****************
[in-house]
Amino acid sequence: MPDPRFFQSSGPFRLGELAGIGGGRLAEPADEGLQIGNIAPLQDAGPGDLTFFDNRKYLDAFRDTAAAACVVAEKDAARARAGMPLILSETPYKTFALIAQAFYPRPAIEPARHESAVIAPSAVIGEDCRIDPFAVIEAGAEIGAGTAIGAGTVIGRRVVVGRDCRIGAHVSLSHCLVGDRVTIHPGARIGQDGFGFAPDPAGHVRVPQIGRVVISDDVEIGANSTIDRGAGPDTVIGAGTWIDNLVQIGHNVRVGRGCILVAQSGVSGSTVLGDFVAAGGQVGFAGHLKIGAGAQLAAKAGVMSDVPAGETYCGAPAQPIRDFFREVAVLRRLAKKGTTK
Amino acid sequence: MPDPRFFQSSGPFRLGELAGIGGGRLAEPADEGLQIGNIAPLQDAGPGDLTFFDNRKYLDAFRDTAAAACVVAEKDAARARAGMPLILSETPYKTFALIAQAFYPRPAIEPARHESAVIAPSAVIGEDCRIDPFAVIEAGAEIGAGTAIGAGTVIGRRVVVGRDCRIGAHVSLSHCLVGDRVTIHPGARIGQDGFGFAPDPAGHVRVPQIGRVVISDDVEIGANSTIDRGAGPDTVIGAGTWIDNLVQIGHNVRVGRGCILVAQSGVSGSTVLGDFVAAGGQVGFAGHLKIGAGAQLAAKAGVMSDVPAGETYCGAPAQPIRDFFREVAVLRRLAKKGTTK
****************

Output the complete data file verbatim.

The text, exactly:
[in-house]
Amino acid sequence: MPDPRFFQSSGPFRLGELAGIGGGRLAEPADEGLQIGNIAPLQDAGPGDLTFFDNRKYLDAFRDTAAAACVVAEKDAARARAGMPLILSETPYKTFALIAQAFYPRPAIEPARHESAVIAPSAVIGEDCRIDPFAVIEAGAEIGAGTAIGAGTVIGRRVVVGRDCRIGAHVSLSHCLVGDRVTIHPGARIGQDGFGFAPDPAGHVRVPQIGRVVISDDVEIGANSTIDRGAGPDTVIGAGTWIDNLVQIGHNVRVGRGCILVAQSGVSGSTVLGDFVAAGGQVGFAGHLKIGAGAQLAAKAGVMSDVPAGETYCGAPAQPIRDFFREVAVLRRLAKKGTTK
Amino acid sequence: MPDPRFFQSSGPFRLGELAGIGGGRLAEPADEGLQIGNIAPLQDAGPGDLTFFDNRKYLDAFRDTAAAACVVAEKDAARARAGMPLILSETPYKTFALIAQAFYPRPAIEPARHESAVIAPSAVIGEDCRIDPFAVIEAGAEIGAGTAIGAGTVIGRRVVVGRDCRIGAHVSLSHCLVGDRVTIHPGARIGQDGFGFAPDPAGHVRVPQIGRVVISDDVEIGANSTIDRGAGPDTVIGAGTWIDNLVQIGHNVRVGRGCILVAQSGVSGSTVLGDFVAAGGQVGFAGHLKIGAGAQLAAKAGVMSDVPAGETYCGAPAQPIRDFFREVAVLRRLAKKGTTK